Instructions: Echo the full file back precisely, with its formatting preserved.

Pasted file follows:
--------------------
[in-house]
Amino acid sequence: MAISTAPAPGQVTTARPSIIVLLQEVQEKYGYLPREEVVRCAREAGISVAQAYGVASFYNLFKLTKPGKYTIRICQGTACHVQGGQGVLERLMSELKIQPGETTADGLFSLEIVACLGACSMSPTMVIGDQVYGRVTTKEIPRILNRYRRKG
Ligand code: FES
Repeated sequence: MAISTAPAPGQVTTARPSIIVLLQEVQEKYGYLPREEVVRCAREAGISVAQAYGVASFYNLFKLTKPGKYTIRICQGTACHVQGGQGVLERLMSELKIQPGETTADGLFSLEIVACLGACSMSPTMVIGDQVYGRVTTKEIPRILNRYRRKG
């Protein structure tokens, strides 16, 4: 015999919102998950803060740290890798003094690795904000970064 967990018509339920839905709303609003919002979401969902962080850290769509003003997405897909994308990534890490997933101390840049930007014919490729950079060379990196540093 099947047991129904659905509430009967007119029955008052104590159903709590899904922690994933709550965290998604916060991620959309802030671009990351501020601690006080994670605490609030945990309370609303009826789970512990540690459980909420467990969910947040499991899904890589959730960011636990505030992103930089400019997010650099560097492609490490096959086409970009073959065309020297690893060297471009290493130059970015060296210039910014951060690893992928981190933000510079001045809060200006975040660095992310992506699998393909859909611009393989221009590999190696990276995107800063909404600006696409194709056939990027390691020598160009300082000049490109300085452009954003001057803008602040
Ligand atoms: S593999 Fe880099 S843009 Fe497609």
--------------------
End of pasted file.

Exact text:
[in-house]
Amino acid sequence: MAISTAPAPGQVTTARPSIIVLLQEVQEKYGYLPREEVVRCAREAGISVAQAYGVASFYNLFKLTKPGKYTIRICQGTACHVQGGQGVLERLMSELKIQPGETTADGLFSLEIVACLGACSMSPTMVIGDQVYGRVTTKEIPRILNRYRRKG
Ligand code: FES
Repeated sequence: MAISTAPAPGQVTTARPSIIVLLQEVQEKYGYLPREEVVRCAREAGISVAQAYGVASFYNLFKLTKPGKYTIRICQGTACHVQGGQGVLERLMSELKIQPGETTADGLFSLEIVACLGACSMSPTMVIGDQVYGRVTTKEIPRILNRYRRKG
């Protein structure tokens, strides 16, 4: 015999919102998950803060740290890798003094690795904000970064 967990018509339920839905709303609003919002979401969902962080850290769509003003997405897909994308990534890490997933101390840049930007014919490729950079060379990196540093 099947047991129904659905509430009967007119029955008052104590159903709590899904922690994933709550965290998604916060991620959309802030671009990351501020601690006080994670605490609030945990309370609303009826789970512990540690459980909420467990969910947040499991899904890589959730960011636990505030992103930089400019997010650099560097492609490490096959086409970009073959065309020297690893060297471009290493130059970015060296210039910014951060690893992928981190933000510079001045809060200006975040660095992310992506699998393909859909611009393989221009590999190696990276995107800063909404600006696409194709056939990027390691020598160009300082000049490109300085452009954003001057803008602040
Ligand atoms: S593999 Fe880099 S843009 Fe497609």